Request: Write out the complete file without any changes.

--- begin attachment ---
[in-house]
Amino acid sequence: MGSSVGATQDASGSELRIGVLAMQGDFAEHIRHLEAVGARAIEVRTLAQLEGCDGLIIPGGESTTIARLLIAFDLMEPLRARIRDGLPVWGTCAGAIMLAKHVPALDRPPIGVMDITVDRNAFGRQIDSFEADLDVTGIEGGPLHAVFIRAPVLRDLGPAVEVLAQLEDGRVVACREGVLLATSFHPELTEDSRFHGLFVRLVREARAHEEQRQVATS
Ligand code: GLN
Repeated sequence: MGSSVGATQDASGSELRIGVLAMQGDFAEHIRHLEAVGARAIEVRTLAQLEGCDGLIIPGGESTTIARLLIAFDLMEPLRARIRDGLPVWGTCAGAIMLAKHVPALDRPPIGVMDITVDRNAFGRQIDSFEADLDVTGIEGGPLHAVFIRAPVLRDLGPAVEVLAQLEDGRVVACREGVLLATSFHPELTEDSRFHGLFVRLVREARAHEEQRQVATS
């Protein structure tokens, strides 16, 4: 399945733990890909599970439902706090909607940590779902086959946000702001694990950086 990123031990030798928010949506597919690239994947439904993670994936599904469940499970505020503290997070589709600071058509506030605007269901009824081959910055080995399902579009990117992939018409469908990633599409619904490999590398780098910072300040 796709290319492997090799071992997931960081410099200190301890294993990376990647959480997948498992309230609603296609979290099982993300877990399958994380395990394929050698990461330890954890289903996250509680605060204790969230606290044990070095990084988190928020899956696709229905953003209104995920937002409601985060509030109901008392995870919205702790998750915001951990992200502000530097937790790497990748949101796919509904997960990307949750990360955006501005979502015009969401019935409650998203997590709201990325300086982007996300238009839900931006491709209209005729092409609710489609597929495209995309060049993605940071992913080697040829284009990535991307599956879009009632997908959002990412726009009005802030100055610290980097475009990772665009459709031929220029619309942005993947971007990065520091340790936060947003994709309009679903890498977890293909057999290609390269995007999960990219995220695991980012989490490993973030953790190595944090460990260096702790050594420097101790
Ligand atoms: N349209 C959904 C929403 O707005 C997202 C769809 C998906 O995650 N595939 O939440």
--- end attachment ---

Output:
[in-house]
Amino acid sequence: MGSSVGATQDASGSELRIGVLAMQGDFAEHIRHLEAVGARAIEVRTLAQLEGCDGLIIPGGESTTIARLLIAFDLMEPLRARIRDGLPVWGTCAGAIMLAKHVPALDRPPIGVMDITVDRNAFGRQIDSFEADLDVTGIEGGPLHAVFIRAPVLRDLGPAVEVLAQLEDGRVVACREGVLLATSFHPELTEDSRFHGLFVRLVREARAHEEQRQVATS
Ligand code: GLN
Repeated sequence: MGSSVGATQDASGSELRIGVLAMQGDFAEHIRHLEAVGARAIEVRTLAQLEGCDGLIIPGGESTTIARLLIAFDLMEPLRARIRDGLPVWGTCAGAIMLAKHVPALDRPPIGVMDITVDRNAFGRQIDSFEADLDVTGIEGGPLHAVFIRAPVLRDLGPAVEVLAQLEDGRVVACREGVLLATSFHPELTEDSRFHGLFVRLVREARAHEEQRQVATS
């Protein structure tokens, strides 16, 4: 399945733990890909599970439902706090909607940590779902086959946000702001694990950086 990123031990030798928010949506597919690239994947439904993670994936599904469940499970505020503290997070589709600071058509506030605007269901009824081959910055080995399902579009990117992939018409469908990633599409619904490999590398780098910072300040 796709290319492997090799071992997931960081410099200190301890294993990376990647959480997948498992309230609603296609979290099982993300877990399958994380395990394929050698990461330890954890289903996250509680605060204790969230606290044990070095990084988190928020899956696709229905953003209104995920937002409601985060509030109901008392995870919205702790998750915001951990992200502000530097937790790497990748949101796919509904997960990307949750990360955006501005979502015009969401019935409650998203997590709201990325300086982007996300238009839900931006491709209209005729092409609710489609597929495209995309060049993605940071992913080697040829284009990535991307599956879009009632997908959002990412726009009005802030100055610290980097475009990772665009459709031929220029619309942005993947971007990065520091340790936060947003994709309009679903890498977890293909057999290609390269995007999960990219995220695991980012989490490993973030953790190595944090460990260096702790050594420097101790
Ligand atoms: N349209 C959904 C929403 O707005 C997202 C769809 C998906 O995650 N595939 O939440």